“Empire Speaks Out” is a result of the collaborative international research project whose participants aim to reconstruct the origin, development, and changing modes of self-description and representation of the heterogeneous political, social, and cultural space of the Russian Empire. The collection offers an alternative to the study of empire as an essentialized historical phenomenon, i.e. to those studies that construe empire retrospectively by projecting the categories of modern nation-centered social sciences onto the imperial past. It stresses dynamic transformations, adaptation, and reproduction of imperial patterns of sociability and governance. Chapters of the collection show how languages of rationalization derived from modern public politics, scientific discourses of applied knowledge (law, sociology, political economy, geography, ethnography, physical anthropology) and social self-organization influenced processes of transformation of the imperial space.
Article devoted to analysis the role and significance of Tatar-born Russian officials in gathering information about state and law of the Central Asian khanates – Bukhara, Khiva, Khoqand in the 18th-19th cc. on the examples of M.Bekchurin, M.Aitov and I.Batyrshin. All of them served as officials of the Orenburg Frontier Commission, two of them were diplomats in Bukhara and Khiva, last one contacted with informers from abovementioned khanates. The common feature for them was that they were Turks and Moslems. Firstly that fact provided Central Asian population’s sympathies to them (including favor of representatives of the ruling elites of the khanates) and gave an opportunity to gather more useful information. Secondly, as representatives of the Turkic-Islamic culture they could better understand and estimate the level of political and legal development of the Central Asian khanates and prepare impartial reports for their chiefs. Also it’s necessary to notice that their affiliation with Turkic-Islamic world didn’t influence on quality of fulfillment of missions by such officials: they tried all ways to contribute to realization of the Russian policy in the Central Asia and advance of the Russian Empire in this region.
Subnational political units are growing in influence in national and international
affairs, drawing increasing scholarly attention to politics beyond national capitals.
In this book, leading Russian and Western political scientists contribute to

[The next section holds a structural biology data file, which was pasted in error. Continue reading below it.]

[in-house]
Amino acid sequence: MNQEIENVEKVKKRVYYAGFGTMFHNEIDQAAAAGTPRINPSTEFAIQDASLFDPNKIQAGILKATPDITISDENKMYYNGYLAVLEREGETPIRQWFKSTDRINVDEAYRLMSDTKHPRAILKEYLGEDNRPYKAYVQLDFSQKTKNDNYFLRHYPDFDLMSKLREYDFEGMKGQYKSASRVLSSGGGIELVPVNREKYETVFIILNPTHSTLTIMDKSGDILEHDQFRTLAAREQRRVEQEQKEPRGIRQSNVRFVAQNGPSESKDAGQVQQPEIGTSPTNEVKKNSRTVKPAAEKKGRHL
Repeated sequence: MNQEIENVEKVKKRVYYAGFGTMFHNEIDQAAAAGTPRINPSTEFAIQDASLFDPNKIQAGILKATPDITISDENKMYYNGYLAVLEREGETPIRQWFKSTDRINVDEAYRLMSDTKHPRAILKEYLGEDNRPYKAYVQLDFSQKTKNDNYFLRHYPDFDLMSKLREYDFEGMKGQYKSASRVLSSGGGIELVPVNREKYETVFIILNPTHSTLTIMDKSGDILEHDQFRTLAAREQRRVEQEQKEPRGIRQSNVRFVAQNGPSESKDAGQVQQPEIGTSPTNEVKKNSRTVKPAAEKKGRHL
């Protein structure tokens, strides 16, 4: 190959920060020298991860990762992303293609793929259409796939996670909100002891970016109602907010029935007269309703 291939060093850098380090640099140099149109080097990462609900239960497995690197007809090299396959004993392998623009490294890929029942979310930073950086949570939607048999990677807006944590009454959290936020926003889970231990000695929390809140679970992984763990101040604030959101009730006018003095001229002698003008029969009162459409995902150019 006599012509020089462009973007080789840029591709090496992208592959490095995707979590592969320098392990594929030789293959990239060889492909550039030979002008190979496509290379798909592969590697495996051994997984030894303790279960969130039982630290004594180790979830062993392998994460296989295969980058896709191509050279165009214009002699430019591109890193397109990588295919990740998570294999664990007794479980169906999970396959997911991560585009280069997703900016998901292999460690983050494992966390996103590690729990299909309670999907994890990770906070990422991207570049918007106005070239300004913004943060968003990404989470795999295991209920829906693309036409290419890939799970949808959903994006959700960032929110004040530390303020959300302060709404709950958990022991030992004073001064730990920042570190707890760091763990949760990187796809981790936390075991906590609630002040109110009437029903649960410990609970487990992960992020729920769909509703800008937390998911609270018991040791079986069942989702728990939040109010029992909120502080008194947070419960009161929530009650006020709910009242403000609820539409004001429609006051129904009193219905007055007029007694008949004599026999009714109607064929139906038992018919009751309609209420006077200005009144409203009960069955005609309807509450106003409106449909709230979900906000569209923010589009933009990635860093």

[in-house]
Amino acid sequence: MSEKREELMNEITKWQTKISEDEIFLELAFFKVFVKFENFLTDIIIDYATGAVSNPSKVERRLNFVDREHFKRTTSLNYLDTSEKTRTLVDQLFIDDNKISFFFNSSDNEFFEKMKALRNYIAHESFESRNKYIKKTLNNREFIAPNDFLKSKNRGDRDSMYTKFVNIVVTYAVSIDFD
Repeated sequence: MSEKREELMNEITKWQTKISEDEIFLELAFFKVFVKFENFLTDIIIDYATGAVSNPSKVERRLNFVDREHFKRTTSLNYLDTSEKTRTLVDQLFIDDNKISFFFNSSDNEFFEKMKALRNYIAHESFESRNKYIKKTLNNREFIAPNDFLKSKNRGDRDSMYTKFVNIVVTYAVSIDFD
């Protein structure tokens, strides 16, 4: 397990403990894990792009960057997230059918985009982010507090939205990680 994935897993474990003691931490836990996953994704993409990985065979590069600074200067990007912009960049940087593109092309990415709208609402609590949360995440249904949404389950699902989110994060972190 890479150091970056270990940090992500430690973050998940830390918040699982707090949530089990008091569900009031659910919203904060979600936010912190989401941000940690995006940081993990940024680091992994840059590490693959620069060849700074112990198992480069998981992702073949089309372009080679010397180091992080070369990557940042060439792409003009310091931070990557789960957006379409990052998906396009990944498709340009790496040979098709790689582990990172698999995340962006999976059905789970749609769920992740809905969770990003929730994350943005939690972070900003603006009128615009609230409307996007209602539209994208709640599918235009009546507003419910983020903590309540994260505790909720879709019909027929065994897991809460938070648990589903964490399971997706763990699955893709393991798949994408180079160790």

debates in comparative politics by examining Russia’s subnational politics.
Beginning with a chapter that reviews major debates in theory and method,
this book continues to examine Russia’s 83 regions, exploring a wide range of
topics including the nature and stability of authoritarian regimes, federal politics,
political parties, ethnic conflict, governance and inequality in a comparative perspective.
Providing both qualitative and quantitative data from 20 years of original
research, the book draws on elite interaction, public opinion and the role of
institutions regionally in the post-Soviet
years. The regions vary on a number of
theoretically interesting dimensions while their federal membership provides
control for other dimensions that are challenging for globally comparative
studies. The authors demonstrate the utility of subnational analyses and show
how regional questions can help answer a variety of political questions, providing
evidence from Russia that can be used by specialists on other large countries
or world regions in cross-national
Situated within broader theoretical and methodological political science
debates, this book will be of interest to students and scholars of Russian politics,
comparative politics, regionalism and subnational politics
The December protests in Moscow do not represent a “Russian Spring,” “Orange Revolution,” or new version of Perestroika. Rather they have more in common with the Progressive movement that fought corruption in the U.S. during the early part of the twentieth century. The demonstrations made clear that Russian citizens now want to play an active role in their country’s political life.